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Albert Bandura

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Aria Isberto

on 15 May 2014

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Transcript of Albert Bandura

Albert Bandura
Bandura's View of the Individual:
Self-Efficacy
Changes in Perceived Self-Efficacy
Self-
Efficacy

Mastery
Experiences
Social
Modeling
Physical and
Emotional States
Social
Persuasion
by Wiktor
Kostecki
SELF
EFFICACY
The extent to which an individual believes
in their ability to perform actions.

Self-Efficacy
explained
Determinant of actions
Different than outcome expectations
Does not imply lack of fear or anxiety
Not a global concept
Has a relation with environment

Self-efficacy and Substance Abuse:
Assessment Using a Brief Phone Interview
Purpose
Relation between abstinence from crack-cocaine and self-efficacy levels
Phone Interview as follow up

Self-efficacy and Substance Abuse

Self efficacy increased during treatment
Continued to rise after treatment
Higher for abstainers

Outcomes
Self-efficacy and Substance Abuse
Short questionnaire sufficient for follow up

Outcomes
Self-efficacy important in treatment
Can also be applied :
Education
Workplace
Sport Performance

Self-Efficacy
Implications
Ques
tions?
C
O
R
E
C
O
N
C
E
P
T
S
by
Michelle Mantia
Observational Learning
1) Attention
Attractive models, behaviors of value
2) Representation
Verbal or image symbol
3) Behavioral Production
Three questions upon performing a behavior
4) Motivation
Desire

Four Processes of Observational Learning
Modeling
Enactive Learning
The Bobo Doll Experiment
Core
Concepts
by
Salome
(Sally)
Putkaradze
Personal characteristics
- mental and emotional factors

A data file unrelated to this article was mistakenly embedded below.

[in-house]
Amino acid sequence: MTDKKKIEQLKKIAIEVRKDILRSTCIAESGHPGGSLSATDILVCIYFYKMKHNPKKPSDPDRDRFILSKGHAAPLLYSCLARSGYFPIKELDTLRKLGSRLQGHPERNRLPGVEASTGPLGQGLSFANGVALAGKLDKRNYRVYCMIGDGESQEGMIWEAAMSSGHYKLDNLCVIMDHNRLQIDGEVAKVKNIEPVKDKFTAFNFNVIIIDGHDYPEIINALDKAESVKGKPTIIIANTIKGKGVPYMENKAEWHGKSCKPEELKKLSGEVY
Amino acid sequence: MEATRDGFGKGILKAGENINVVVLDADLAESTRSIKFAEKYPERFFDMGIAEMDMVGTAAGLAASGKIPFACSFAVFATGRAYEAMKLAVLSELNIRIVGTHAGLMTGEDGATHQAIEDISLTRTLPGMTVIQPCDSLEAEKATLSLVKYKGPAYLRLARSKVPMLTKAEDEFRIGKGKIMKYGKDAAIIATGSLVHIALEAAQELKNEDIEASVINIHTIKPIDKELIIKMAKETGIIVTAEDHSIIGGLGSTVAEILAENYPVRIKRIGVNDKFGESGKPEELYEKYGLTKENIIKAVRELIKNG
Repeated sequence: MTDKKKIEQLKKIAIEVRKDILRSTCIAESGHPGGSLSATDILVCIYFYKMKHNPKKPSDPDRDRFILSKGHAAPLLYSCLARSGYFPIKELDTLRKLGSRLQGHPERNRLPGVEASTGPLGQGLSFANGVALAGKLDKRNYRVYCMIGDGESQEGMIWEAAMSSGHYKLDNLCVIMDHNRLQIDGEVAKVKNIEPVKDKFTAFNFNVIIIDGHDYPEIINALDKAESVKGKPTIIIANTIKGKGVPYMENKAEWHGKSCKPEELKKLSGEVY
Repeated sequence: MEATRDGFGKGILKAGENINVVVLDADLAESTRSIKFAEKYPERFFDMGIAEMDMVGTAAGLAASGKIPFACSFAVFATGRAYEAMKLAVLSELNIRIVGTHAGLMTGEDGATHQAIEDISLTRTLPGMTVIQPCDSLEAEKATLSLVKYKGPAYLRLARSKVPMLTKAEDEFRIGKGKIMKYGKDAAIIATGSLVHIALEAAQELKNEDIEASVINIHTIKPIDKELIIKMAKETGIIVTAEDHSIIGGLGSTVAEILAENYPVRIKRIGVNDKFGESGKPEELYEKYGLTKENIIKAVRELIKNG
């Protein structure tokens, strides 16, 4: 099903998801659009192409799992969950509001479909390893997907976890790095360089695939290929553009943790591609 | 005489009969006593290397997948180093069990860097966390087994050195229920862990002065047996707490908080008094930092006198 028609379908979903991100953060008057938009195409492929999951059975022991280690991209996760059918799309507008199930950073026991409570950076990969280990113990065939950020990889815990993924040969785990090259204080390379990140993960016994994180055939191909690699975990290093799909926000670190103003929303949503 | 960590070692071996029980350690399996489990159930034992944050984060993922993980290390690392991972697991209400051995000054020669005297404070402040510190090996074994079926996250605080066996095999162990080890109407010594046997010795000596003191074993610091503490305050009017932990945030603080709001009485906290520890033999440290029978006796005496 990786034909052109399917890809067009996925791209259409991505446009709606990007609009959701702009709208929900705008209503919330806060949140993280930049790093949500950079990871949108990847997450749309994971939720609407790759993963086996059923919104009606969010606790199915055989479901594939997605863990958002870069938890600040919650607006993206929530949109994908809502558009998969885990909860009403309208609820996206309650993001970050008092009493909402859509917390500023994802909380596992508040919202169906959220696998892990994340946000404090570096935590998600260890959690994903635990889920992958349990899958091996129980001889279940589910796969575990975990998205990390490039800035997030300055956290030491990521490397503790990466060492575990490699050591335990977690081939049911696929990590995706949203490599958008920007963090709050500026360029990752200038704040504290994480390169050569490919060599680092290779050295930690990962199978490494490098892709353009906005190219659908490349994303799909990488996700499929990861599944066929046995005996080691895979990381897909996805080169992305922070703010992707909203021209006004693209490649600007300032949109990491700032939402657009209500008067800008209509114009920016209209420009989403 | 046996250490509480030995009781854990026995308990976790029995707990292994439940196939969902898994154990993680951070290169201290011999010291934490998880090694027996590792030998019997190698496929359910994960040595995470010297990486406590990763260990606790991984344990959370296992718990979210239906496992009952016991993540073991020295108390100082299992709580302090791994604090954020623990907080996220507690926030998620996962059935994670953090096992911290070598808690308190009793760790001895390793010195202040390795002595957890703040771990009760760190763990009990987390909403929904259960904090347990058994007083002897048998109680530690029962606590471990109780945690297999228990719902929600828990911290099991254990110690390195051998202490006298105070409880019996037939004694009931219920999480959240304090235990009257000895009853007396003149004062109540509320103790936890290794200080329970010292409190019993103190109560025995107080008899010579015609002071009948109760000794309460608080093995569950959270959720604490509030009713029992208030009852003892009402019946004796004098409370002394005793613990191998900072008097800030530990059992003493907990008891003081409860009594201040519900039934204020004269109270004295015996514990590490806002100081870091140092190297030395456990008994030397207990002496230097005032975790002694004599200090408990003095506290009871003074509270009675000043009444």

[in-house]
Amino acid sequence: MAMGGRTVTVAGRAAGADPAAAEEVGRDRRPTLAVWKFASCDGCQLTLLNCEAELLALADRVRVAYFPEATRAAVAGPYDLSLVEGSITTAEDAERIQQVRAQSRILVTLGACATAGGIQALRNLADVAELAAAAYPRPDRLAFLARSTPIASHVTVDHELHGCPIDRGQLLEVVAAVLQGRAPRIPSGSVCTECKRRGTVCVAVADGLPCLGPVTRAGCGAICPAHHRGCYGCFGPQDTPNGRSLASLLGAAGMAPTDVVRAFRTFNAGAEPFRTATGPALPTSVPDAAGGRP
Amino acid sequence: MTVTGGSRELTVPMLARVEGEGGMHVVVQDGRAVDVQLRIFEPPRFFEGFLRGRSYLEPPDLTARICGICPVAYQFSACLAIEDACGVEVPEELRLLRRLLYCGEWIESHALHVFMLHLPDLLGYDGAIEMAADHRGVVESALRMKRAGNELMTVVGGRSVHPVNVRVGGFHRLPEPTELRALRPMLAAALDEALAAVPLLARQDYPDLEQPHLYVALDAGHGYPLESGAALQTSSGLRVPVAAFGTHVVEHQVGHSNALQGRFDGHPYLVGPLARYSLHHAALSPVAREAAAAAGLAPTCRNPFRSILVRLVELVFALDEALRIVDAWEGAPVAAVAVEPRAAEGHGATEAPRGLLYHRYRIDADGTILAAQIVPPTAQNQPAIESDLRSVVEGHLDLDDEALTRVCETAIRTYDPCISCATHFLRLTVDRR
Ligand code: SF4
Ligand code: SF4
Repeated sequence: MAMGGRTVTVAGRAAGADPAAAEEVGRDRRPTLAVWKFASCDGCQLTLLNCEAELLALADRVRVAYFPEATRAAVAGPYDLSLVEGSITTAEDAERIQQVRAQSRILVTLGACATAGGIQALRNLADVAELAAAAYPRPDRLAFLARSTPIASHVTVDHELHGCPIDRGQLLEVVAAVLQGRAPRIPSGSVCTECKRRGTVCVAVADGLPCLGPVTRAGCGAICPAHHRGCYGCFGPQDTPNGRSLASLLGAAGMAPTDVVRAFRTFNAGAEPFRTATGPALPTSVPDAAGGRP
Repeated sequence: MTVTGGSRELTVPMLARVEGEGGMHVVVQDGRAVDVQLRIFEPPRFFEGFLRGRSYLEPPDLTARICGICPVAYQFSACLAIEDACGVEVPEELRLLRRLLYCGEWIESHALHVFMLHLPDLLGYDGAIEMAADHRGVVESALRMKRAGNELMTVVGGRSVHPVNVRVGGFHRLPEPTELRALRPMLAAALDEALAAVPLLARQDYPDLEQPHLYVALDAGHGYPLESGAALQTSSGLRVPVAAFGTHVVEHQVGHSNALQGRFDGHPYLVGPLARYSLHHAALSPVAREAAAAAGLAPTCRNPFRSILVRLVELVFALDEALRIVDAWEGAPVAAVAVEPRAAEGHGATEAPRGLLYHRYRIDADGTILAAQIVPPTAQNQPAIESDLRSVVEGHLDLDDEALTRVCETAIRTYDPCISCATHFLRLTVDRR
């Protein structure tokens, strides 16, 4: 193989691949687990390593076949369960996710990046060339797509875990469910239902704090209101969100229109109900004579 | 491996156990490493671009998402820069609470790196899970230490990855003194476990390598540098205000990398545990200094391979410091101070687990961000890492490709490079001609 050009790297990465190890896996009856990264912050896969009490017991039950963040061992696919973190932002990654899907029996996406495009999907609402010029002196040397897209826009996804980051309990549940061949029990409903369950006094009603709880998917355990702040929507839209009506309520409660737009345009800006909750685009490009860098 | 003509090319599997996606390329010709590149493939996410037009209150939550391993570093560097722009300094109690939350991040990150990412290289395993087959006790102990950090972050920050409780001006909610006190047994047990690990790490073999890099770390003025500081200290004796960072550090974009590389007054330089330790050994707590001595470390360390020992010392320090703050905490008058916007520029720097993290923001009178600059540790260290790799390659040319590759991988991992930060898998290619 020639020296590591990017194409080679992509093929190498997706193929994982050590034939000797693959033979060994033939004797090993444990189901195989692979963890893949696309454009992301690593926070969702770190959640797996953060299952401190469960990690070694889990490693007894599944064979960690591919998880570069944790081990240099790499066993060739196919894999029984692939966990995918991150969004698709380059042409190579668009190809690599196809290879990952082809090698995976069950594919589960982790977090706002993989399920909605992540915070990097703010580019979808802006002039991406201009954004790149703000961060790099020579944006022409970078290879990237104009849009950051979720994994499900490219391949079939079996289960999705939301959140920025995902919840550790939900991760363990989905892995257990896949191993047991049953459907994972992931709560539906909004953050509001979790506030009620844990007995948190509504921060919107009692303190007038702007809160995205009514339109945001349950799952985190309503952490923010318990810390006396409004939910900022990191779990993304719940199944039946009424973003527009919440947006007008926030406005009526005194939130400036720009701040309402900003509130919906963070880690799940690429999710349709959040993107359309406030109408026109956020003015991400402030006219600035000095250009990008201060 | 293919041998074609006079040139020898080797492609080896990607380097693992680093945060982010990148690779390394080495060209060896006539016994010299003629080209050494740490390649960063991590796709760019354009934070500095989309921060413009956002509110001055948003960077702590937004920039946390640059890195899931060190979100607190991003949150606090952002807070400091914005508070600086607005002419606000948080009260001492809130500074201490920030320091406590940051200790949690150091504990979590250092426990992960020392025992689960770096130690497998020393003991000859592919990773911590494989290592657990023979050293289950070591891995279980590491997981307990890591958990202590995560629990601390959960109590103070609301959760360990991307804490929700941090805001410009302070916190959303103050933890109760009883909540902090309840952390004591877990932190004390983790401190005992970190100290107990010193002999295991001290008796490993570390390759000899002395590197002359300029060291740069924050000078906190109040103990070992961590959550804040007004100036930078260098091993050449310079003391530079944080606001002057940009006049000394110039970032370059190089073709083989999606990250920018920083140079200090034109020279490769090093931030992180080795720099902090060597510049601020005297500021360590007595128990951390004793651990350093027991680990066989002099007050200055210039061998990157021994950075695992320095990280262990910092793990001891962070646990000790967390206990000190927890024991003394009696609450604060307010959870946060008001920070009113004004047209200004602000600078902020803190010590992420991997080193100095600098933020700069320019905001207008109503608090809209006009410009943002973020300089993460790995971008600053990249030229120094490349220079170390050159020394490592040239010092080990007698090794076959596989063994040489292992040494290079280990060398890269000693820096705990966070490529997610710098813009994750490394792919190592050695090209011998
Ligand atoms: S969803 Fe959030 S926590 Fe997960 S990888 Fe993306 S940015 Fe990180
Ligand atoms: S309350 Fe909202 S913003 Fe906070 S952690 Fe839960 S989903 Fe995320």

- goals
- preferences
- thoughts

Behavioral Patterns
- self observation
- self evaluation

Environment
- Culture
- Social
Environment

Triadic Reciprocal Causation
Expanding upon
the concepts...
The capacity to exercise control over one’s own life.

Intentionally
Forethought
Self-reactiveness
Self-reflectiveness

The most crucial self-reflective mechanism: self-efficacy.

Human agency does not prove possession of “homunculus”.

The ability and willingness to cooperate with others.

What are some examples of proxy agency in our lives?

“No one has the time, energy and resources to master every realm of everyday life.” – Bandura (2001)

The downsides of
proxy agency

Agency
Human Agency
Proxy Agency
Efficacy
People’s beliefs in their own capabilities and their control over environmental events.
What does it mean to have a high self-efficacy? A low self-efficacy?

“Confidence” vs “Self-Efficacy”

Self-efficacy does not equal to outcome expectations or aspirations

What contributes to self-efficacy?
Mastery experiences
Social modeling
Social persuasion
Physical / emotional states

People’s shared beliefs in their collective power to produce desired results.